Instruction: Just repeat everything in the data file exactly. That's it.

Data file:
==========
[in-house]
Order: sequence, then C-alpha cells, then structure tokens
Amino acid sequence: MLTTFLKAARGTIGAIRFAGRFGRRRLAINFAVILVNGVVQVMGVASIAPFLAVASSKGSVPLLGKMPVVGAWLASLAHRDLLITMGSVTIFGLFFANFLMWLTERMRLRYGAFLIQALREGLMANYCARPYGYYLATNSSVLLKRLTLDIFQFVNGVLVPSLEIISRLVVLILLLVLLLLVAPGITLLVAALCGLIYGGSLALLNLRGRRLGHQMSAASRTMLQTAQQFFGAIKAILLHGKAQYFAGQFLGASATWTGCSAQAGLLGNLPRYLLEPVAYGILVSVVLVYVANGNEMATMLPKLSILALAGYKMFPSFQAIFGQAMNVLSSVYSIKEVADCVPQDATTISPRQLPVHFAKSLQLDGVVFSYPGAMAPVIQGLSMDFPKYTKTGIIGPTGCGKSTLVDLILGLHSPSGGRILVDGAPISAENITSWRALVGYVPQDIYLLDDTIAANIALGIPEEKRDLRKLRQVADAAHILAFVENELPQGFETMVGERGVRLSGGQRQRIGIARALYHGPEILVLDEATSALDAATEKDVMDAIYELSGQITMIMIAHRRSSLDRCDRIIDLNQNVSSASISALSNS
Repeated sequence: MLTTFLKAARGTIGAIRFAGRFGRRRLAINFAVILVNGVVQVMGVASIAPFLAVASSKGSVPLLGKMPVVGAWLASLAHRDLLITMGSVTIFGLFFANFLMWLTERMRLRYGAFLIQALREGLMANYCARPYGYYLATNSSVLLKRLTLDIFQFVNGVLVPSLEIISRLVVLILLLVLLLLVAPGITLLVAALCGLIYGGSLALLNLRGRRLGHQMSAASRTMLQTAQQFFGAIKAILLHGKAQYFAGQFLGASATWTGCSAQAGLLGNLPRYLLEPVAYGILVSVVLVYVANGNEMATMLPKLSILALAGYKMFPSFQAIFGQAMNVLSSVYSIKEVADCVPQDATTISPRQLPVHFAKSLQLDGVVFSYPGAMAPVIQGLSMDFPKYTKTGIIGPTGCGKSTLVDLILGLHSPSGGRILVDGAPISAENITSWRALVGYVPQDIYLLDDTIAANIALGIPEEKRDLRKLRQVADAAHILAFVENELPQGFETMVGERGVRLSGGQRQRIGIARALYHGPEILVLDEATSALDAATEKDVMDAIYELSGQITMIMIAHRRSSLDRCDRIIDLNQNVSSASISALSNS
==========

[in-house]
Order: sequence, then C-alpha cells, then structure tokens
Amino acid sequence: MLTTFLKAARGTIGAIRFAGRFGRRRLAINFAVILVNGVVQVMGVASIAPFLAVASSKGSVPLLGKMPVVGAWLASLAHRDLLITMGSVTIFGLFFANFLMWLTERMRLRYGAFLIQALREGLMANYCARPYGYYLATNSSVLLKRLTLDIFQFVNGVLVPSLEIISRLVVLILLLVLLLLVAPGITLLVAALCGLIYGGSLALLNLRGRRLGHQMSAASRTMLQTAQQFFGAIKAILLHGKAQYFAGQFLGASATWTGCSAQAGLLGNLPRYLLEPVAYGILVSVVLVYVANGNEMATMLPKLSILALAGYKMFPSFQAIFGQAMNVLSSVYSIKEVADCVPQDATTISPRQLPVHFAKSLQLDGVVFSYPGAMAPVIQGLSMDFPKYTKTGIIGPTGCGKSTLVDLILGLHSPSGGRILVDGAPISAENITSWRALVGYVPQDIYLLDDTIAANIALGIPEEKRDLRKLRQVADAAHILAFVENELPQGFETMVGERGVRLSGGQRQRIGIARALYHGPEILVLDEATSALDAATEKDVMDAIYELSGQITMIMIAHRRSSLDRCDRIIDLNQNVSSASISALSNS
Repeated sequence: MLTTFLKAARGTIGAIRFAGRFGRRRLAINFAVILVNGVVQVMGVASIAPFLAVASSKGSVPLLGKMPVVGAWLASLAHRDLLITMGSVTIFGLFFANFLMWLTERMRLRYGAFLIQALREGLMANYCARPYGYYLATNSSVLLKRLTLDIFQFVNGVLVPSLEIISRLVVLILLLVLLLLVAPGITLLVAALCGLIYGGSLALLNLRGRRLGHQMSAASRTMLQTAQQFFGAIKAILLHGKAQYFAGQFLGASATWTGCSAQAGLLGNLPRYLLEPVAYGILVSVVLVYVANGNEMATMLPKLSILALAGYKMFPSFQAIFGQAMNVLSSVYSIKEVADCVPQDATTISPRQLPVHFAKSLQLDGVVFSYPGAMAPVIQGLSMDFPKYTKTGIIGPTGCGKSTLVDLILGLHSPSGGRILVDGAPISAENITSWRALVGYVPQDIYLLDDTIAANIALGIPEEKRDLRKLRQVADAAHILAFVENELPQGFETMVGERGVRLSGGQRQRIGIARALYHGPEILVLDEATSALDAATEKDVMDAIYELSGQITMIMIAHRRSSLDRCDRIIDLNQNVSSASISALSNS